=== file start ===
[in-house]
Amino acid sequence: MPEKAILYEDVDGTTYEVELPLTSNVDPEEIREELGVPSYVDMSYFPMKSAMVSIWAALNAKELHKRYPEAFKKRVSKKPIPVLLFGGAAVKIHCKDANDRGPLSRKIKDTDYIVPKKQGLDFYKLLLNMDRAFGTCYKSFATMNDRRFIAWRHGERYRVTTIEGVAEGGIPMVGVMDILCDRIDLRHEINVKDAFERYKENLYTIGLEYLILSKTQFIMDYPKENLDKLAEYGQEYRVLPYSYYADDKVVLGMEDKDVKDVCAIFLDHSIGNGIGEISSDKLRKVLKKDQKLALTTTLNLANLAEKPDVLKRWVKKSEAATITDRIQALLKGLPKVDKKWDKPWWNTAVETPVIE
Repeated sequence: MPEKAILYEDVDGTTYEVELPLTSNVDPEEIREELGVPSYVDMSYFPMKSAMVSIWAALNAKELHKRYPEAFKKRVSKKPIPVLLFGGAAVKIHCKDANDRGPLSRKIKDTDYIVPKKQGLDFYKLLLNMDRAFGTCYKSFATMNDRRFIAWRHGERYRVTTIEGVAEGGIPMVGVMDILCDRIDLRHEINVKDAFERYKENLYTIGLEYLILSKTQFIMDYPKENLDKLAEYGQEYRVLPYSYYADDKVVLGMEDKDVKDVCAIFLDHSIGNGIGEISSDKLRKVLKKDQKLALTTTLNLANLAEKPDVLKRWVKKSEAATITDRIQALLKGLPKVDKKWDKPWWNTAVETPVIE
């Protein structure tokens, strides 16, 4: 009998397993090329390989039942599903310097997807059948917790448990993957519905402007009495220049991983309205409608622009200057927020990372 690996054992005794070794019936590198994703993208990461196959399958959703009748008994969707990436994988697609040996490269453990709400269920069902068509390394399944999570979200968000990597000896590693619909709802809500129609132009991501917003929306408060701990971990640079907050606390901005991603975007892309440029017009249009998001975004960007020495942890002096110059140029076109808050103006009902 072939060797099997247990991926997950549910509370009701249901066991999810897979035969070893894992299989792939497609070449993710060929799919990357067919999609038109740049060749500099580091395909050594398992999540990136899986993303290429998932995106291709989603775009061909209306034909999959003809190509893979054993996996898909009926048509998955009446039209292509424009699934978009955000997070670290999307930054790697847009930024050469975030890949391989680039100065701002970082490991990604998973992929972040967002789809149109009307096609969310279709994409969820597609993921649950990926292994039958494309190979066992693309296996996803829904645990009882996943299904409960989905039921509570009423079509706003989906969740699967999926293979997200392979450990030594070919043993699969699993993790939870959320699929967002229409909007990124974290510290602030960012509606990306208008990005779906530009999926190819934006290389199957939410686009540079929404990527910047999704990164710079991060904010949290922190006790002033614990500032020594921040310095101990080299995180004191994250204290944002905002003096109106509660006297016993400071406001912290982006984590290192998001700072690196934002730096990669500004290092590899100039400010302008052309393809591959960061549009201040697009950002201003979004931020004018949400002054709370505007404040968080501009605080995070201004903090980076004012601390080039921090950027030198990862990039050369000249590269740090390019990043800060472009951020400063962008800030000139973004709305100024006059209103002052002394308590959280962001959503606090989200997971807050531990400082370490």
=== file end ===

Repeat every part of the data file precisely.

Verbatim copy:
[in-house]
Amino acid sequence: MPEKAILYEDVDGTTYEVELPLTSNVDPEEIREELGVPSYVDMSYFPMKSAMVSIWAALNAKELHKRYPEAFKKRVSKKPIPVLLFGGAAVKIHCKDANDRGPLSRKIKDTDYIVPKKQGLDFYKLLLNMDRAFGTCYKSFATMNDRRFIAWRHGERYRVTTIEGVAEGGIPMVGVMDILCDRIDLRHEINVKDAFERYKENLYTIGLEYLILSKTQFIMDYPKENLDKLAEYGQEYRVLPYSYYADDKVVLGMEDKDVKDVCAIFLDHSIGNGIGEISSDKLRKVLKKDQKLALTTTLNLANLAEKPDVLKRWVKKSEAATITDRIQALLKGLPKVDKKWDKPWWNTAVETPVIE
Repeated sequence: MPEKAILYEDVDGTTYEVELPLTSNVDPEEIREELGVPSYVDMSYFPMKSAMVSIWAALNAKELHKRYPEAFKKRVSKKPIPVLLFGGAAVKIHCKDANDRGPLSRKIKDTDYIVPKKQGLDFYKLLLNMDRAFGTCYKSFATMNDRRFIAWRHGERYRVTTIEGVAEGGIPMVGVMDILCDRIDLRHEINVKDAFERYKENLYTIGLEYLILSKTQFIMDYPKENLDKLAEYGQEYRVLPYSYYADDKVVLGMEDKDVKDVCAIFLDHSIGNGIGEISSDKLRKVLKKDQKLALTTTLNLANLAEKPDVLKRWVKKSEAATITDRIQALLKGLPKVDKKWDKPWWNTAVETPVIE
């Protein structure tokens, strides 16, 4: 009998397993090329390989039942599903310097997807059948917790448990993957519905402007009495220049991983309205409608622009200057927020990372 690996054992005794070794019936590198994703993208990461196959399958959703009748008994969707990436994988697609040996490269453990709400269920069902068509390394399944999570979200968000990597000896590693619909709802809500129609132009991501917003929306408060701990971990640079907050606390901005991603975007892309440029017009249009998001975004960007020495942890002096110059140029076109808050103006009902 072939060797099997247990991926997950549910509370009701249901066991999810897979035969070893894992299989792939497609070449993710060929799919990357067919999609038109740049060749500099580091395909050594398992999540990136899986993303290429998932995106291709989603775009061909209306034909999959003809190509893979054993996996898909009926048509998955009446039209292509424009699934978009955000997070670290999307930054790697847009930024050469975030890949391989680039100065701002970082490991990604998973992929972040967002789809149109009307096609969310279709994409969820597609993921649950990926292994039958494309190979066992693309296996996803829904645990009882996943299904409960989905039921509570009423079509706003989906969740699967999926293979997200392979450990030594070919043993699969699993993790939870959320699929967002229409909007990124974290510290602030960012509606990306208008990005779906530009999926190819934006290389199957939410686009540079929404990527910047999704990164710079991060904010949290922190006790002033614990500032020594921040310095101990080299995180004191994250204290944002905002003096109106509660006297016993400071406001912290982006984590290192998001700072690196934002730096990669500004290092590899100039400010302008052309393809591959960061549009201040697009950002201003979004931020004018949400002054709370505007404040968080501009605080995070201004903090980076004012601390080039921090950027030198990862990039050369000249590269740090390019990043800060472009951020400063962008800030000139973004709305100024006059209103002052002394308590959280962001959503606090989200997971807050531990400082370490």